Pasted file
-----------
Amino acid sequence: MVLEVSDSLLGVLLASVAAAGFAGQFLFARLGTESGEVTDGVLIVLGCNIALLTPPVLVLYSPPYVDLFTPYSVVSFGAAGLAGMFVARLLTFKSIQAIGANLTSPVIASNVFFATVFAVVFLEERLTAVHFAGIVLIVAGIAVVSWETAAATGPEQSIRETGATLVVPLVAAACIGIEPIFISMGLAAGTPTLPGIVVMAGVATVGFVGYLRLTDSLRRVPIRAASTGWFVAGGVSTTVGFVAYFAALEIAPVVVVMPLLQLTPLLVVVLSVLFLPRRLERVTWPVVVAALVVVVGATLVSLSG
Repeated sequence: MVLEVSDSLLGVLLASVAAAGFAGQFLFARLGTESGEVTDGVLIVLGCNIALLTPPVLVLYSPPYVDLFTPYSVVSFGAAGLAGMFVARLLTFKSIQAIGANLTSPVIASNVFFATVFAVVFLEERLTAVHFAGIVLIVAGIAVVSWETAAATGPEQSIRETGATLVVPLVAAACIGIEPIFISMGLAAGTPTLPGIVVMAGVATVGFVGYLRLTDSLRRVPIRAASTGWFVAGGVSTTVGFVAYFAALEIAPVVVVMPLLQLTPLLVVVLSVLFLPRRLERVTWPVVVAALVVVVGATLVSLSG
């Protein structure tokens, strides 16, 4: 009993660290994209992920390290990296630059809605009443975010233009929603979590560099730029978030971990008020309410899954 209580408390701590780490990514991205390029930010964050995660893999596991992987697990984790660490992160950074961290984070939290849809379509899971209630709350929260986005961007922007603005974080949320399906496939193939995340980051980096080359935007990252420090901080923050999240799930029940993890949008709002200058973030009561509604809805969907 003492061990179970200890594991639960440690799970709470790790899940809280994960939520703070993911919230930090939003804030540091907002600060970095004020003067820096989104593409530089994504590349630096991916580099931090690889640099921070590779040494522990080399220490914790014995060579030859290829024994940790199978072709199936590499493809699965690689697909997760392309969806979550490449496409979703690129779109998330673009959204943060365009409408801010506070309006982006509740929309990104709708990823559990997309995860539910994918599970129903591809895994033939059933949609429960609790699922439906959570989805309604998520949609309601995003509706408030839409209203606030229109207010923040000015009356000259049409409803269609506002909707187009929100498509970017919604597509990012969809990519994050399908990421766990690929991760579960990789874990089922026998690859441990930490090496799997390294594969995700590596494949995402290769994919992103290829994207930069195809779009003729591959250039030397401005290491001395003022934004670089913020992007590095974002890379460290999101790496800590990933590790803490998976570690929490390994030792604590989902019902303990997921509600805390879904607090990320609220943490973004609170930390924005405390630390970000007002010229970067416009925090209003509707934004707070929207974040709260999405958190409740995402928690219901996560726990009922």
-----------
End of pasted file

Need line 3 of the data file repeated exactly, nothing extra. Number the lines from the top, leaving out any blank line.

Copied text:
């Protein structure tokens, strides 16, 4: 009993660290994209992920390290990296630059809605009443975010233009929603979590560099730029978030971990008020309410899954 209580408390701590780490990514991205390029930010964050995660893999596991992987697990984790660490992160950074961290984070939290849809379509899971209630709350929260986005961007922007603005974080949320399906496939193939995340980051980096080359935007990252420090901080923050999240799930029940993890949008709002200058973030009561509604809805969907 003492061990179970200890594991639960440690799970709470790790899940809280994960939520703070993911919230930090939003804030540091907002600060970095004020003067820096989104593409530089994504590349630096991916580099931090690889640099921070590779040494522990080399220490914790014995060579030859290829024994940790199978072709199936590499493809699965690689697909997760392309969806979550490449496409979703690129779109998330673009959204943060365009409408801010506070309006982006509740929309990104709708990823559990997309995860539910994918599970129903591809895994033939059933949609429960609790699922439906959570989805309604998520949609309601995003509706408030839409209203606030229109207010923040000015009356000259049409409803269609506002909707187009929100498509970017919604597509990012969809990519994050399908990421766990690929991760579960990789874990089922026998690859441990930490090496799997390294594969995700590596494949995402290769994919992103290829994207930069195809779009003729591959250039030397401005290491001395003022934004670089913020992007590095974002890379460290999101790496800590990933590790803490998976570690929490390994030792604590989902019902303990997921509600805390879904607090990320609220943490973004609170930390924005405390630390970000007002010229970067416009925090209003509707934004707070929207974040709260999405958190409740995402928690219901996560726990009922």